India: America’s Natural Ally

BY Herschel Smith
3 years, 11 months ago

More than two years ago when I (correctly) outlined the Taliban strategy for attacking lines of logistics, Steve Schippert and I were discussing (via e-mail) one potential alternative to my recommended logistical line through the Caucasus, namely India, from port (there are several capable of handling the flow of supplies) to Kabul, admittedly across terrain that is both Pakistani and Pakistani-claimed portions of Kashmir.  Nonetheless, if we were serious about the campaign in Afghanistan, it was an option if combined with strong political and military pressure on Pakistan to accept such an arrangement.  Furthermore, it would have been more conducive to security than the existing lines through Torkham and Chaman have been.

But partnership with India would serve many more useful purposes than mere logistics.  Austin Bay weighs in.

President Barack Obama’s looming post-election state visit to India is another indication of evolution and maturation — the incremental but genuine change measured in decades that marks the coalescing of U.S. and Indian global interests.

Media coverage has thus far portrayed the trip as either a presidential escape from an anticipated midterm electoral defeat or a multibillion dollar weapons-peddling expedition with the president as salesman in chief.

These near-term interpretations both contain a grain of truth, but they shouldn’t obscure the truly compelling story: the great U.S.-India rapprochement is one of the early 21st century’s major historic events. To illustrate, let’s go to the 21st century map of India, and view it and President Obama’s visit from the perspective of a Chinese admiral sitting in Beijing.

The Indian subcontinent physically dominates the Indian Ocean. China, seeking to assure a steady supply of raw materials and energy for its expanding economy, has invested a lot of time and money in Africa and the Middle East. Tankers carry oil from Sudan and merchant vessels cobalt from the Congo to Chinese ports. These ships pass through waters patrolled by the Indian Navy, which is a rather formidable and increasingly modern force.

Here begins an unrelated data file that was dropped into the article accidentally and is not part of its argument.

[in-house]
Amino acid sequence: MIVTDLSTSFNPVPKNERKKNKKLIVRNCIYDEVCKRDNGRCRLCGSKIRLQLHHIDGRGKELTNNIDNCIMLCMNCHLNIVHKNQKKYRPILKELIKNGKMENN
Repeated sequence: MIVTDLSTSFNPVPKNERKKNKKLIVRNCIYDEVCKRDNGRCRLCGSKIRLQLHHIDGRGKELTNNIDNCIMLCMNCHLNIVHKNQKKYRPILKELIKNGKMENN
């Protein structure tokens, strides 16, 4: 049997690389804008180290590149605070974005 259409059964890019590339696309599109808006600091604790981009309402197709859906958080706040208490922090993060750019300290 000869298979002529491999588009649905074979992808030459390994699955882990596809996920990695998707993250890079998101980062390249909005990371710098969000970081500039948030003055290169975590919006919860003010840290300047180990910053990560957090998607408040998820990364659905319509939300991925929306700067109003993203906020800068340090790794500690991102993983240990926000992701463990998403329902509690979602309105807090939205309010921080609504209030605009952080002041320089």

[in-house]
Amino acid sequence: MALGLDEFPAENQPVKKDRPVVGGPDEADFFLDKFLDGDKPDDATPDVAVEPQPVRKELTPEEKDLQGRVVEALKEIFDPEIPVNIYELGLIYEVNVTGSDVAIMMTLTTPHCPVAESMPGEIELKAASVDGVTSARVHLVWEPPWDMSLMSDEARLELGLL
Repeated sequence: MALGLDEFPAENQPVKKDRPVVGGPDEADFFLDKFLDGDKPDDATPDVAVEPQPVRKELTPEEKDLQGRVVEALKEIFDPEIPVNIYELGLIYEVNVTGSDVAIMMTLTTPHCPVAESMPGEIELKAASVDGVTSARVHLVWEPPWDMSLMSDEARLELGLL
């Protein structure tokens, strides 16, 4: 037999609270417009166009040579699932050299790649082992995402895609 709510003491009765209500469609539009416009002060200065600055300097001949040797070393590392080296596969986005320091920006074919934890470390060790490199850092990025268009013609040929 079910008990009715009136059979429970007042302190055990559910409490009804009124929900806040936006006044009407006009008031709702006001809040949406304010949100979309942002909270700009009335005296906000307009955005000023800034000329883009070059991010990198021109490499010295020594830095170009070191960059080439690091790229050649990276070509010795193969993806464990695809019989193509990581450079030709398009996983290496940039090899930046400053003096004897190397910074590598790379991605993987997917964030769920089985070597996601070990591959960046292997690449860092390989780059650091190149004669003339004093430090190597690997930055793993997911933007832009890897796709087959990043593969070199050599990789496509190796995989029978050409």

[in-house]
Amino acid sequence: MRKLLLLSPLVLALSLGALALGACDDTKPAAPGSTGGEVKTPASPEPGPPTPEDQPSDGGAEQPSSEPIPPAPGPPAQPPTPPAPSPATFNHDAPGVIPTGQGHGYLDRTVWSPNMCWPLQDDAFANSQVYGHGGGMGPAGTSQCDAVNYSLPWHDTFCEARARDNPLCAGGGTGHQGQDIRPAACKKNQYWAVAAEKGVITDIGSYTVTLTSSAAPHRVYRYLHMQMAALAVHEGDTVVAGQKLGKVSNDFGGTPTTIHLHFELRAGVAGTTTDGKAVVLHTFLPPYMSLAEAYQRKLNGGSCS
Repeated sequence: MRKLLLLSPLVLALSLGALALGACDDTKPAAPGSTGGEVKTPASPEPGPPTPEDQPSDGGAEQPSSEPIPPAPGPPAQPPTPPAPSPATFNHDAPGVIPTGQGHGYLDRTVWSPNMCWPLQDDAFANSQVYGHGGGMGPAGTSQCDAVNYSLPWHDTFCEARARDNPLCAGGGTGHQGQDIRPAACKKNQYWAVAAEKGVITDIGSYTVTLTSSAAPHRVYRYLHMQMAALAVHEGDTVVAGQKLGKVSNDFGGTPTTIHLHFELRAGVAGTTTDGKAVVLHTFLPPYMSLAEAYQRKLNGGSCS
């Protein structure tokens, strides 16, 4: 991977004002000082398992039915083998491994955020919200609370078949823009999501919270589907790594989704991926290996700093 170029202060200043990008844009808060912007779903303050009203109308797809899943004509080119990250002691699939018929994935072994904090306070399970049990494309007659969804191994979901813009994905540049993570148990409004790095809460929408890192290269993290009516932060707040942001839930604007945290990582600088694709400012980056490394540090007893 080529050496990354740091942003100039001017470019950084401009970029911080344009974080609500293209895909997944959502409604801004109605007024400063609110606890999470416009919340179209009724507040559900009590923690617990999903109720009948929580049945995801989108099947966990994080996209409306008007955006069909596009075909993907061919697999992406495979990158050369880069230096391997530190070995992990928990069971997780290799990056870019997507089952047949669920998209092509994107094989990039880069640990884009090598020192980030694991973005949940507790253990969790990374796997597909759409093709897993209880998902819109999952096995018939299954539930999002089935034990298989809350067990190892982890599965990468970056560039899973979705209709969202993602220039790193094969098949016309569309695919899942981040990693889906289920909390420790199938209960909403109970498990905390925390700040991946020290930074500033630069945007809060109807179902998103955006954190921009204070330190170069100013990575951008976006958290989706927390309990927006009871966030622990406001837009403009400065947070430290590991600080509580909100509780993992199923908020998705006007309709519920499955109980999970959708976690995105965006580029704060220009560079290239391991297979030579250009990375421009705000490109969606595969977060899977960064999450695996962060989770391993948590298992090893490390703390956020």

Our Chinese admiral knows his history. China’s 1950 invasion of Tibet riled India. China’s military support of Pakistan and its clandestine encouragement of Pakistan’s nuclear weapons program also irritate New Delhi. In 1962, India and China fought the Sino-Indian War along their Himalayan frontier. That war remains something of a “frozen” conflict politically, and given the altitude, literally. Despite negotiations, the border dispute is not quite resolved.

Should another conflict erupt, the Indian Navy is positioned to damage if not strangle China’s economy. Moreover, India just might have America on its side. For over two decades, American strategists have touted the logic of an Indo-American alliance based on linguistic and cultural connections, accelerating economic cooperation and — well, here’s the gist of it — an increasing interest in curbing Chinese hegemony in Asia.

Sept. 11 and Islamist terrorist attacks in India forge another common cause. As for mutual economic interests, an Indian technician fixing an American computer from a call center in Bangalore is a telling indicator. The Indian government, unlike China’s, does not fear global connectivity.

Chinese admirals aren’t the only ones who see the implications of this strategic merger. Diplomats in New Delhi and Washington are quite aware of it.

Mention “alliance” and the U.S. in the same sentence, however, and India’s left-wing parties go berserk. Indian ultra-nationalists who still rail about British colonialism remain deeply suspicious of political entanglements with the U.S. — though there seems to be little objection to cooperating with other former British colonies like Australia and Singapore.